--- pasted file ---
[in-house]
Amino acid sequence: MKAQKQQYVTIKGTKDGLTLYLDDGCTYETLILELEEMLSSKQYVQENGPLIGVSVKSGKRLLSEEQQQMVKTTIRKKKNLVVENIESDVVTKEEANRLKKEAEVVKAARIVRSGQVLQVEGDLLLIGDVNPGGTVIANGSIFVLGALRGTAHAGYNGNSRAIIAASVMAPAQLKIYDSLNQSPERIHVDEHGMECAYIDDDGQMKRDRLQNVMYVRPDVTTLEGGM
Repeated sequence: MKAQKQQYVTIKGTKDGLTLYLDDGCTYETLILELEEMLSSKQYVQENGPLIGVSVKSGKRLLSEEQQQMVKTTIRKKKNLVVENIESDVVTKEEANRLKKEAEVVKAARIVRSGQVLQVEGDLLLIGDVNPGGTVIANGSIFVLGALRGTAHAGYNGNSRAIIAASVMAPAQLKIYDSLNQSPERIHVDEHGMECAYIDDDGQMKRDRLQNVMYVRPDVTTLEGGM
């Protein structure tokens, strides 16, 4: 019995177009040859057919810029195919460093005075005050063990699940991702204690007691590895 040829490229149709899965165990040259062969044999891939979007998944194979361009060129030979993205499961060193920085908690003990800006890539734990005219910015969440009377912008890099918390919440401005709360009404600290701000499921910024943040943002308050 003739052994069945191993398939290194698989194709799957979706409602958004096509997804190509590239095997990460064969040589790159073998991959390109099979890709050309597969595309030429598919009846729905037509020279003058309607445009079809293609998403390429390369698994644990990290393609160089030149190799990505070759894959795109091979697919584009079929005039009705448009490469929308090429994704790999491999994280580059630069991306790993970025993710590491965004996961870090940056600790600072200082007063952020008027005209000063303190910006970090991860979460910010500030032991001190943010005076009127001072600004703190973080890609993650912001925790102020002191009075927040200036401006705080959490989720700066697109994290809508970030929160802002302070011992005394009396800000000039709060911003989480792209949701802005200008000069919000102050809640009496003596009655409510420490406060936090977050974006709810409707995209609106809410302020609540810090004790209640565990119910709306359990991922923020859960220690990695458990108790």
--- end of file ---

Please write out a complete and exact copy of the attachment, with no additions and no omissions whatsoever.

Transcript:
[in-house]
Amino acid sequence: MKAQKQQYVTIKGTKDGLTLYLDDGCTYETLILELEEMLSSKQYVQENGPLIGVSVKSGKRLLSEEQQQMVKTTIRKKKNLVVENIESDVVTKEEANRLKKEAEVVKAARIVRSGQVLQVEGDLLLIGDVNPGGTVIANGSIFVLGALRGTAHAGYNGNSRAIIAASVMAPAQLKIYDSLNQSPERIHVDEHGMECAYIDDDGQMKRDRLQNVMYVRPDVTTLEGGM
Repeated sequence: MKAQKQQYVTIKGTKDGLTLYLDDGCTYETLILELEEMLSSKQYVQENGPLIGVSVKSGKRLLSEEQQQMVKTTIRKKKNLVVENIESDVVTKEEANRLKKEAEVVKAARIVRSGQVLQVEGDLLLIGDVNPGGTVIANGSIFVLGALRGTAHAGYNGNSRAIIAASVMAPAQLKIYDSLNQSPERIHVDEHGMECAYIDDDGQMKRDRLQNVMYVRPDVTTLEGGM
């Protein structure tokens, strides 16, 4: 019995177009040859057919810029195919460093005075005050063990699940991702204690007691590895 040829490229149709899965165990040259062969044999891939979007998944194979361009060129030979993205499961060193920085908690003990800006890539734990005219910015969440009377912008890099918390919440401005709360009404600290701000499921910024943040943002308050 003739052994069945191993398939290194698989194709799957979706409602958004096509997804190509590239095997990460064969040589790159073998991959390109099979890709050309597969595309030429598919009846729905037509020279003058309607445009079809293609998403390429390369698994644990990290393609160089030149190799990505070759894959795109091979697919584009079929005039009705448009490469929308090429994704790999491999994280580059630069991306790993970025993710590491965004996961870090940056600790600072200082007063952020008027005209000063303190910006970090991860979460910010500030032991001190943010005076009127001072600004703190973080890609993650912001925790102020002191009075927040200036401006705080959490989720700066697109994290809508970030929160802002302070011992005394009396800000000039709060911003989480792209949701802005200008000069919000102050809640009496003596009655409510420490406060936090977050974006709810409707995209609106809410302020609540810090004790209640565990119910709306359990991922923020859960220690990695458990108790």